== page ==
38. SeanM: but surely:

    “When the journo-novelists complain of writers writing about writers rather than about the real world (the real world as seen in the newspapers, presumably), they miss that fundamental issue. The so-called self-reflexive novel is more likely to get closer to the truth than those effacing the conceit of writing, even if that isn’t as close as we’d like. It is why dominant forms of fiction, and the journalistic definition of literature’s relation to the world, needs to be set aside in favour of a mediation between the world and the writer; an infinite mediation: like Thomas Bernhard’s.”

  39. wordnerd7

    How very curious! . . . taken from an essay by one of your dearest friends, I see, @obooki. . . 😉 . . .:

    http://www.spikemagazine.com/0299bernhard.php

    Haven’t had time to read that, only to look it up .. . shall return.. .and in the meanwhile, it’s a treat to read authentic obookian posts again.

  40. BaronCharlus

    Off visiting at the moment but wanted to confess my freakbeat predeliction. 3p4, I would love to sample your homegrown sounds. Do you still have my email?

    I favour different instruments in different genres; love piano in jazz, not so much in rock; violin fantastic when it turns up (occasionally) in a funkier setting. Zappa does a deeply funky version of a Chuck Berry song with Jean Luc Ponty on lead violin. My favourite violin track is probably Wake Up Jacob by Prince Albert Hunt’s Texas Ramblers.

  41. ISA

    What a rich post. “Cue piano,” indeed. I hope your other half appreciates you properly Wordy.

    I know exactly what you mean. Did your brows furrow?

    One of the last things I gave my father was a collection of the works of Brahms. Because of the memories of his grandfather, who was an amateur conductor in Pretoria in retirementand who would stop at the traffic lights in his old car and conduct an invisible orchestra waiting for the lights to change.

    Sometimes the lights would change but he would carry on conducting. The cars behind would often wait patiently behind him because he was a well known figure in the town. And he would come to and drive off.

  42. ISA

    I hope you haven’t got lost in a snowdrift over the weekend Wordy. Although I imagine you have.

    Do you remember Steppenwolf?

    He suffered when he heard Beethoven’s 9th played on a 78rpm turntable.

    But his epipheny was to understand that it didn’t matter. That in the scratchy recordin, Beethoven was present. And there is an echo of this in Nostalgia.

    The Christian man, the father who has tried to keep his children at home, locked away from the contamination of materialism. He goes to the Vatican and takes out a recording of Beethoven’s 9th and plays it in protest.

    “Be embraced ye millions.”

    Soon they take away the music player and they cart him off to a lunatic asylum.

    I did the opposite. I tried to introduce my children to Cabaret, the film the other day.

    A key moment in that film is where a beautiful blond boy in a Hitler Youth uniform (The current Pope?) gets up and sing

    “Fatherland, Fatherland show me a sign. Tomorrow belongs, tomorrow belongs, tomorrow belongs to me.”

    I remember my mother saying to me. “Nazism was so horrible. But that beautiful boy getting up there and singing and everyone slowly joining in…you feel you almost understand.”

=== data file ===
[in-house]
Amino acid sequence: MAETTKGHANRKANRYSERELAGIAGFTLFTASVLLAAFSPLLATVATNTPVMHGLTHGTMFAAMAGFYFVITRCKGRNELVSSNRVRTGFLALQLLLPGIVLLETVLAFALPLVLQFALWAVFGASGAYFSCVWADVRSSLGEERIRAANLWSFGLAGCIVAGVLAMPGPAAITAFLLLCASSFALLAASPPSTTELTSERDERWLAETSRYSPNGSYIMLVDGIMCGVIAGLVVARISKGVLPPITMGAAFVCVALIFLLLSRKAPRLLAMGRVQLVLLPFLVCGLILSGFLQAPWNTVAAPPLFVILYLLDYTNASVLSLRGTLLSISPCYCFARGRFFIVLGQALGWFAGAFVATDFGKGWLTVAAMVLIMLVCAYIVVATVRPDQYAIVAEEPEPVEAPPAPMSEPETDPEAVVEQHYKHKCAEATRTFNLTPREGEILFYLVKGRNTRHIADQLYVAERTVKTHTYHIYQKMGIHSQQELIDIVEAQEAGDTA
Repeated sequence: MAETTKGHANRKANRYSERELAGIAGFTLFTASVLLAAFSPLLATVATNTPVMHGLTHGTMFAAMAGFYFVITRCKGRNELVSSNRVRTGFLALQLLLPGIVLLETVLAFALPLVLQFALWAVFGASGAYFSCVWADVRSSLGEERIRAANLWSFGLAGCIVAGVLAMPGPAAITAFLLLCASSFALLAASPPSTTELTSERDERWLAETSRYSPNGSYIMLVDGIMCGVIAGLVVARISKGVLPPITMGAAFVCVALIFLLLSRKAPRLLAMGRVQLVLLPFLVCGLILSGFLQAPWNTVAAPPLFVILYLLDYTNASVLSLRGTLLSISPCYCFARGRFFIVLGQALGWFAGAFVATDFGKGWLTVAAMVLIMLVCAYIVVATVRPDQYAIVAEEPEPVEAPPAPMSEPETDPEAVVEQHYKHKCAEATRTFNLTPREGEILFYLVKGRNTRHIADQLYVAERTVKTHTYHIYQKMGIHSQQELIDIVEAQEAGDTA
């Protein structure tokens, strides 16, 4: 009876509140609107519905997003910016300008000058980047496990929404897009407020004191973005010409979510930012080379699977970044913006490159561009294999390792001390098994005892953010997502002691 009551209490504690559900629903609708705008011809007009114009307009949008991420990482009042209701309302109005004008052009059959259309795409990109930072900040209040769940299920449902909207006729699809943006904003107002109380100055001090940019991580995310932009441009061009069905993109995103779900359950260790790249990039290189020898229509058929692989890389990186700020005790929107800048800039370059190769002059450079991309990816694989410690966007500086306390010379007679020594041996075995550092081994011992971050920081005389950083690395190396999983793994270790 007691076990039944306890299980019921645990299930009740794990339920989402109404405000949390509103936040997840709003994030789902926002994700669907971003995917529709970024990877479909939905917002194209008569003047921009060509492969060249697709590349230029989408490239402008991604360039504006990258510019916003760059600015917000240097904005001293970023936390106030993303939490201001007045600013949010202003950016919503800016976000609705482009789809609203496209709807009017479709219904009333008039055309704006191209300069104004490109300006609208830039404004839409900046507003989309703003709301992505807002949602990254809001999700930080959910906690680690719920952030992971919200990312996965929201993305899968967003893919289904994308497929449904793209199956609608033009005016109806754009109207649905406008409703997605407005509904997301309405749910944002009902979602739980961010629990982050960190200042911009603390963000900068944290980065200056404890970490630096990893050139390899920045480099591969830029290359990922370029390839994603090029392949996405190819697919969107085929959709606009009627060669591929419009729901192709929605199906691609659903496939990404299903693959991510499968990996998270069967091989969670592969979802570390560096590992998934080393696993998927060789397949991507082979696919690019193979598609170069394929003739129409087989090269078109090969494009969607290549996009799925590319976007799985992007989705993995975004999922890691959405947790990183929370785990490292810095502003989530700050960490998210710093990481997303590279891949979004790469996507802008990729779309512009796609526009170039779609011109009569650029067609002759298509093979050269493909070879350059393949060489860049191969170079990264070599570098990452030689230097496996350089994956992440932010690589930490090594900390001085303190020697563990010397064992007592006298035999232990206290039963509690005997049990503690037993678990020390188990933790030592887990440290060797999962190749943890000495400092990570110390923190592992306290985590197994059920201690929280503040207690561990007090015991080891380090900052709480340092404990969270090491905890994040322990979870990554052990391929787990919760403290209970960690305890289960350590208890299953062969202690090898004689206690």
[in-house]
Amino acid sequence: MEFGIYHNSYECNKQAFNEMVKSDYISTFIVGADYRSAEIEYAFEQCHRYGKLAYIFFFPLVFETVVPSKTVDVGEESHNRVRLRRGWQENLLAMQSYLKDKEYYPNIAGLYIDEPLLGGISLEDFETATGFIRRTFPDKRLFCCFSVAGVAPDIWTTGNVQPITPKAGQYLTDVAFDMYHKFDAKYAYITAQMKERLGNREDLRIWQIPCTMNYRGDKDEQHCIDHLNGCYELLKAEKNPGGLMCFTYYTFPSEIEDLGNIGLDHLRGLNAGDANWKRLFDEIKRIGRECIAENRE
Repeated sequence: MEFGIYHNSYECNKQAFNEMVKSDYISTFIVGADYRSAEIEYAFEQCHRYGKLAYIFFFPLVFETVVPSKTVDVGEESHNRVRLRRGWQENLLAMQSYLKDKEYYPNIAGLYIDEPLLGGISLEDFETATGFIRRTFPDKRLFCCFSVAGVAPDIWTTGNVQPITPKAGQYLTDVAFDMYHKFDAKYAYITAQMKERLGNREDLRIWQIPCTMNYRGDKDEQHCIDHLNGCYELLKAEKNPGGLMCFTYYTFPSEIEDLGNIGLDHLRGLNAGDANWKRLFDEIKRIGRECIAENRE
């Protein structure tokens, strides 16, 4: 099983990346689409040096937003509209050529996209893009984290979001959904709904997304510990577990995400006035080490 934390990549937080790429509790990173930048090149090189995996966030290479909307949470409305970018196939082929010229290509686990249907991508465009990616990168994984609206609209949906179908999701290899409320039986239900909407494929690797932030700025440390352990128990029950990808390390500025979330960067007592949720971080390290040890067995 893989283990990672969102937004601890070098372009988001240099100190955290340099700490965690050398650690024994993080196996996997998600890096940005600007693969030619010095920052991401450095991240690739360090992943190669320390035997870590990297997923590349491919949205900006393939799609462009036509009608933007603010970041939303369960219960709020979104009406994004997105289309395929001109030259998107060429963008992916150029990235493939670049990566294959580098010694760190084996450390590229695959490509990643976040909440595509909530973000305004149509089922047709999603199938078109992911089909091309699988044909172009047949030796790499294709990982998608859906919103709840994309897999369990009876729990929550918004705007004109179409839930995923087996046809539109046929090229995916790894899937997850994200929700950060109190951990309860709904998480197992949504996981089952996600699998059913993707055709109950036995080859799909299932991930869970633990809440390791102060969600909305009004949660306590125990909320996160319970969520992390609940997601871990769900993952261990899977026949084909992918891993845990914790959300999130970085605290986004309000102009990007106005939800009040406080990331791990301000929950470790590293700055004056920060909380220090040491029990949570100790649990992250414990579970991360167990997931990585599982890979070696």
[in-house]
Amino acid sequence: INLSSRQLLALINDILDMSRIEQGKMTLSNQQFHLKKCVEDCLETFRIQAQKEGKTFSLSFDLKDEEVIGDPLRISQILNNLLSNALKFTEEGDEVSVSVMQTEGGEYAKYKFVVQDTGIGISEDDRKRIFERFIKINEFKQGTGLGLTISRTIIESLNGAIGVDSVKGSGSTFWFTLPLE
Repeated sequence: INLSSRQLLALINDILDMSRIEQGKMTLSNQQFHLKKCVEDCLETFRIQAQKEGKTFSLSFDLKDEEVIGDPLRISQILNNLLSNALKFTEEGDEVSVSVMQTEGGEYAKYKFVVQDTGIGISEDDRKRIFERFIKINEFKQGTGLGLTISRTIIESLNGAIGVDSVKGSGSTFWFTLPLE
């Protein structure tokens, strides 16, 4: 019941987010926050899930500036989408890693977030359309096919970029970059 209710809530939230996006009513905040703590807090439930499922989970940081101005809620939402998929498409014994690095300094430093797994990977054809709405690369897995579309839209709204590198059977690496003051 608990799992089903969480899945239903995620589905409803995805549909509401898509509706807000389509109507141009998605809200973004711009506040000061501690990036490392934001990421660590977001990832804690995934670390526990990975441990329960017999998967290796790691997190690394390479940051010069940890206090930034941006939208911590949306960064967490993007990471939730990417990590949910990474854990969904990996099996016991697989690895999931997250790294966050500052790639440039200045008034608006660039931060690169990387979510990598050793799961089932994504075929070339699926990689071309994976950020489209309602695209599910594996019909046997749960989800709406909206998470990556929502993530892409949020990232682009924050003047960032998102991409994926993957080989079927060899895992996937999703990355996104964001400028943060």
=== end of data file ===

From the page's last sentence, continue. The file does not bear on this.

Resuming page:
But my children’s mother spiked, as she often does, my attempt at broadening my children’s education. “It’s just a film about prostitutes she said.” But she likes the Rolling Stones and she was a massive Beatles fan and …

    Catholicism pisses me off sometimes, because It seems to me as if the personal tastes of a Catholic allows her to pick and mix morality – just like the rest of us.

    Values. What are they. And when you have some procrustean god-ruler, then any pea that doesn’t fit is discarded. The Platonic essence. The ideal.What a simplistic nonsense. Abstracted, simplified ideas of beauty. Can we agree that beauty is not simple?

    There is something very wrong there. Intuitively, I am a dualist. I am not a materialist. Materialism has a respectable pedigree, but it’s definition is outre.

    Just as Zen and the Art discussed the rightful place of rhetoric over abstracted ideas about the good, and just as he attacked Aristotle’s ideas, we need go further back to re-examine Plato’s idea of essences and see where Plato went wrong, and weakened the arguments for dualism by incorrectly defining it and so allowing materialism to eventually get the upper hand in the poor, Second Life version of philosophy that passes for philosophy these days.

    The biggest break humanity ever got was given to it by Hermes Trimagestus. Because Thoth understood in Tanis that the ability to hold an abstracted entity in the mind, like contrapunctual polyphony, for example, was the key to human development.

    The irrational square root of 2 is an imaginary number.

    First you must be able to create a space in the human mind to allow the foregrounding and interaction of ideas.

    So perhaps the piano supercedes the violin, not because it is intrinsically superior. The violin is closer to the root of all music, the human voice.

    The piano supercedes the violin because inspired by from the contemplative Oud. The music of the piano is foregrounded, and foregrounding is the the gift to humanity of Hermes Trimagestus.

  43. wordnerd7

    Perfectly marvellous stuff, @ISA, _thank you_ . . . like @BaronC you’ve caught the spirit of the post perfectly . . . a minor incident involving violins inviting a speculative ramble through trees laden with ripe, low-hanging fruit . . . a forest there’s no accounting for, with custard apples growing right next to Cox’s orange pippins.